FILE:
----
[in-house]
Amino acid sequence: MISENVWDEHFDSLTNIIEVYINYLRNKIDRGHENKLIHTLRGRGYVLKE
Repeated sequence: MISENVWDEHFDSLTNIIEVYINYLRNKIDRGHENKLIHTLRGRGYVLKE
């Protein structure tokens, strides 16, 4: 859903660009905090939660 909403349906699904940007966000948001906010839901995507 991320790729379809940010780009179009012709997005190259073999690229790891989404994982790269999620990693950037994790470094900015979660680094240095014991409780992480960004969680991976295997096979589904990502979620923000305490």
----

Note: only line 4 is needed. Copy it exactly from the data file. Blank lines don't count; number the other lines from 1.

């Protein structure tokens, strides 16, 4: 859903660009905090939660 909403349906699904940007966000948001906010839901995507 991320790729379809940010780009179009012709997005190259073999690229790891989404994982790269999620990693950037994790470094900015979660680094240095014991409780992480960004969680991976295997096979589904990502979620923000305490």